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NY Governor orders regulatory action to require all LDVs sold in state to be zero-emissions by 2035

New York Governor Kathy Hochul directed the State Department of Environmental Conservation to take major regulatory action that will require all new passenger cars, pickup trucks, and SUVs sold in New York State to be zero emissions by 2035. This regulatory step will be complemented by new and ongoing investments including electric vehicle infrastructure progress, zero-emission vehicle incentives, and ensuring New York’s communities benefit from historic federal climate change investments.

California’s action finalizing the Advanced Clean Cars II regulation last month unlocked New York's ability to adopt the same regulation. (Earlier post.)

The New York regulation will build upon existing regulations enacted in New York in 2012 to require an increasing percentage of new light-duty vehicle sales to be zero-emission vehicles (ZEV) starting with 35% of sales in model year 2026, 68% of sales by 2030, and 100% of sales by 2035.

New pollutant standards for model year 2026 through model year 2034 passenger cars, light-duty trucks, and medium-duty vehicles with internal combustion engines would also be required. The regulation provides manufacturers with flexibility in meeting the emission requirements and achieving a successful transition to cleaner vehicles.

The directed regulatory action announced today builds on New York's ongoing efforts to reduce emissions of greenhouse gases, including the adoption of the Advanced Clean Trucks regulation in December 2021. That regulation will drive an increase in the number of medium- and heavy-duty ZEV models available as purchase options for vehicle purchasers and fleets.

In addition, several transit agencies including the Niagara Frontier Transportation Authority, the Rochester-Genesee Regional Transportation Authority, and the Metropolitan Transit Authority are leading with second wave deployments of electric buses. DEC, New York State Energy Research and Development Authority (NYSERDA), New York Power Authority (NYPA), and DOT (Department of Transportation) are assisting these authorities with these efforts.

New York is investing more than $1 billion in zero-emissions vehicles of all weight classes over the next five years. Active light-duty vehicle initiatives include zero-emission vehicle purchase rebates through NYSERDA’s Drive Clean Rebate Program, zero-emission vehicle and charging infrastructure grants through DEC’s Climate Smart Communities Municipal Grant Program, as well as the “EV Make Ready” initiative, NYPA’s EVolve NY charging infrastructure program, and DOT’s National Electric Vehicle Infrastructure (NEVI) charging infrastructure program to help expand electric vehicle use.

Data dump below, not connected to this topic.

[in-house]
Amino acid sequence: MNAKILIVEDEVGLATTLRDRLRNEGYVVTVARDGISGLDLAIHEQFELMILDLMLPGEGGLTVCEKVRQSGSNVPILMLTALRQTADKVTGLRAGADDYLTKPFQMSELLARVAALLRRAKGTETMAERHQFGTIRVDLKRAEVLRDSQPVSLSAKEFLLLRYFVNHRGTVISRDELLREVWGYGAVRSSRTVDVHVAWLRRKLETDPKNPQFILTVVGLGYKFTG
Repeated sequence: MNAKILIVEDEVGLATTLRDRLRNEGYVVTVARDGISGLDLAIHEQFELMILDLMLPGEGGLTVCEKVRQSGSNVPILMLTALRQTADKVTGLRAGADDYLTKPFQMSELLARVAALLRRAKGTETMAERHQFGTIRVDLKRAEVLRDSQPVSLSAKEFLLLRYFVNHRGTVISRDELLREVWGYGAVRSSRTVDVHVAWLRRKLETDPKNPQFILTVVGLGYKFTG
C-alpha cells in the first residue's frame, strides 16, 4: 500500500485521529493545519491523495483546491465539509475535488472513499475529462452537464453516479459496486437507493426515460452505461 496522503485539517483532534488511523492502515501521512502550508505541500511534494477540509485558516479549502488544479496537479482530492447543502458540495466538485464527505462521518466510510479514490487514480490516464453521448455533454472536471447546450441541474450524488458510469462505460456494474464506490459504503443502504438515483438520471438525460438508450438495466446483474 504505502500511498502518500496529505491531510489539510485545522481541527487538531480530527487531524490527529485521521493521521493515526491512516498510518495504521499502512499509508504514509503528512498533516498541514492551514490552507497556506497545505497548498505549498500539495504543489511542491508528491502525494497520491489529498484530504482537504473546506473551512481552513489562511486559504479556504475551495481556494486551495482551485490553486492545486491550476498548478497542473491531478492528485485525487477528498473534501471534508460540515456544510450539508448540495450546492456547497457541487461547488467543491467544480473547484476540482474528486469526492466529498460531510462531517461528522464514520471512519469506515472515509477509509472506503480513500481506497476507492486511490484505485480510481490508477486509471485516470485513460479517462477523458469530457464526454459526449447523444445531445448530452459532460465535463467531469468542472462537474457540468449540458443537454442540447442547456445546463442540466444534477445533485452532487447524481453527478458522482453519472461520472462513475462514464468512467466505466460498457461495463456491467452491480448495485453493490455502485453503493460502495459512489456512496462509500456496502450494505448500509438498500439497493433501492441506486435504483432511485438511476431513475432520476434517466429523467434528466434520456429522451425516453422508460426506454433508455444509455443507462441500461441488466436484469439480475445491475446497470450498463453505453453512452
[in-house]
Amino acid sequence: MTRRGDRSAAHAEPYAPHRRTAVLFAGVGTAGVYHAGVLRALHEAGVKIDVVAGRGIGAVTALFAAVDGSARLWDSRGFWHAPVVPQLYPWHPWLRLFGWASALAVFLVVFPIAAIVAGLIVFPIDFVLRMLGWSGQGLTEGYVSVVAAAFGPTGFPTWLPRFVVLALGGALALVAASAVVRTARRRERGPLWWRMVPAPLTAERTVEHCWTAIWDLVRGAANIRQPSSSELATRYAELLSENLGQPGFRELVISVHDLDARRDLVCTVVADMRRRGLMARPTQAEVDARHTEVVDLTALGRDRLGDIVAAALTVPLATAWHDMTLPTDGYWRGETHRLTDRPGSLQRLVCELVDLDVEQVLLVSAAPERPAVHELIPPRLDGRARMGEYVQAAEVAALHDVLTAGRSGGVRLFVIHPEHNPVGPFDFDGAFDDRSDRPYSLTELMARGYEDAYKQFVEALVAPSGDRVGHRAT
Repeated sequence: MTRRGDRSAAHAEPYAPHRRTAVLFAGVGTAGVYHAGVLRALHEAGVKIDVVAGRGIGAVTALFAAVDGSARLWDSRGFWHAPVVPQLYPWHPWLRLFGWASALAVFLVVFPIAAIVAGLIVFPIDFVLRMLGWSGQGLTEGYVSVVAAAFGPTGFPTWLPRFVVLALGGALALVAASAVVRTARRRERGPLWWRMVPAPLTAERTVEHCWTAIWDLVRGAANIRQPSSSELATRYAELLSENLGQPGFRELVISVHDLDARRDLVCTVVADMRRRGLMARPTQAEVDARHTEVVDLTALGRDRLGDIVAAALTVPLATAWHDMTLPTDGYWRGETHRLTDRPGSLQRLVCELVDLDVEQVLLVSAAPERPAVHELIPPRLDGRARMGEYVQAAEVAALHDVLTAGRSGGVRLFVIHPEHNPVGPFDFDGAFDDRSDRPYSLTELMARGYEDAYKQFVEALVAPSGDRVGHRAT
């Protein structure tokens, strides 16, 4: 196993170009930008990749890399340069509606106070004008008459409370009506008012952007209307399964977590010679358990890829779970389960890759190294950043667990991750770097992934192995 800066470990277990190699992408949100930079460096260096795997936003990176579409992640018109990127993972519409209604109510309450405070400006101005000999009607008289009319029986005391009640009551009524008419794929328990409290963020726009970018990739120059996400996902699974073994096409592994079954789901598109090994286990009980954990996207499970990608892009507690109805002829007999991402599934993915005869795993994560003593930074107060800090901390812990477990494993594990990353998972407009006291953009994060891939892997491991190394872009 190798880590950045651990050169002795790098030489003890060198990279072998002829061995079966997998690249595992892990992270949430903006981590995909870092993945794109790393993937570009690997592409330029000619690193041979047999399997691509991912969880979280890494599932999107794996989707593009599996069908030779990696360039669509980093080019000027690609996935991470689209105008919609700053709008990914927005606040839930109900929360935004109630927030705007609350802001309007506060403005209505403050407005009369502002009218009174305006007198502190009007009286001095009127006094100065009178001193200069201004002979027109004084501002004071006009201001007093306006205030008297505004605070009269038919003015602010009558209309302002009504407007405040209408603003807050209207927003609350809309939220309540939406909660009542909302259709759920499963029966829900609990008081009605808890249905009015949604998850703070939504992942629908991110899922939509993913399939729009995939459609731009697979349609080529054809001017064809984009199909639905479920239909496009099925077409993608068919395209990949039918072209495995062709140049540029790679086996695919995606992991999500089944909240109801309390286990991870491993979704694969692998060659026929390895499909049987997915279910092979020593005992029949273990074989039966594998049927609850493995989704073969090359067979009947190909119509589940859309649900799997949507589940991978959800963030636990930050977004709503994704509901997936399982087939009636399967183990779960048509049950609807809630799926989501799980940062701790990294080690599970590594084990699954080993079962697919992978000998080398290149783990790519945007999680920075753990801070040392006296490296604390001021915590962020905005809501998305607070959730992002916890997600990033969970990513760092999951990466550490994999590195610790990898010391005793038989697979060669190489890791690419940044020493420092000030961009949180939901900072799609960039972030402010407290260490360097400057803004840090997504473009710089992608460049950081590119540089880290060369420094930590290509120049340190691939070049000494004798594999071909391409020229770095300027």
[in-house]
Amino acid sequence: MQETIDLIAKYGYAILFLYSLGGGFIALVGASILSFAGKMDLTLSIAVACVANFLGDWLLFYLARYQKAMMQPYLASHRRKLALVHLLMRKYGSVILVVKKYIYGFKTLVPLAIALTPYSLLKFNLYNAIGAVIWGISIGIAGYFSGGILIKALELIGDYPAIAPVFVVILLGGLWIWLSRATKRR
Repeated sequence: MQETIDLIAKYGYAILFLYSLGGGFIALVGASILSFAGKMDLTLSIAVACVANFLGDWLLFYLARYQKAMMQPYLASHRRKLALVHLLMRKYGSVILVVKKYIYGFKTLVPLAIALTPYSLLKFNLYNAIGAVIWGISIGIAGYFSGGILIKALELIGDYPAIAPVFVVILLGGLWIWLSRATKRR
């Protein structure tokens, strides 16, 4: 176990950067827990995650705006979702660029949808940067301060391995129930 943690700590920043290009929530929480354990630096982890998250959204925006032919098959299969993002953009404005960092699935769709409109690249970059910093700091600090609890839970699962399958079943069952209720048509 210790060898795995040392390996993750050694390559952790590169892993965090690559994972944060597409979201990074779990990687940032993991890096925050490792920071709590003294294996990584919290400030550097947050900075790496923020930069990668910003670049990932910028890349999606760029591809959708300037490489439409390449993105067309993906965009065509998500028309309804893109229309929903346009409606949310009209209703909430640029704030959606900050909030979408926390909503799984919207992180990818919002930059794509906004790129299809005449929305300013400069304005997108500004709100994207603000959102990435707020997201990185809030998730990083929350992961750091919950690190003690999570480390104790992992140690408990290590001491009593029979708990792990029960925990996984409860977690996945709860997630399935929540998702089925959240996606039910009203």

All bev only manufacturers like tesla gonna go bankrupt replaced by gold hydrogen. It will help keeping prices down.


Never happen.
The ability to fully electrify -safely, based on the current state of the grid- throughout the state is questionable by that time. The amount of multi-family residential upgrade and street infrastructure installation is many, many decades away. Modernizing sales, repair, and education/ licensing for such vehicles' retail/fix is many decades away. Costs to individual households, landlords, and tenants, as applicable, for install/ maintain is huge - with rebates way short.
Maybe 2050 on minimum ZEV mileage per vehicle (say 40 to 60% per, without being 100%) or some other such reasonable compromise. These shoot-for-the-moon initiatives will bring nothing but blowback, litigation, and public agitation. Try again.



I believe that it will happen. GM, Ford and others have committed to manufacturing 50% of their light duty vehicles as BEV by 2030 and all of their vehicles by 2035. This does not mean that all vehicles will be electric by 2035 as there will be a large stock of used vehicles that will use IC engines well into the 2040s. But as the owner of an electric car (Chevy Bolt), I will say that it is unlikely that I will ever buy another vehicle with an IC engine. One of the big drivers will be economics. It costs me about 2.5 cents a mile to drive the Bolt (4.3 miles/kWhr and $0.11/kWhr) and in over 60,000 mile,s the only maintenance other than tires has been to replace the rear wiper blade. Plus the car is more responsive and fun to drive.

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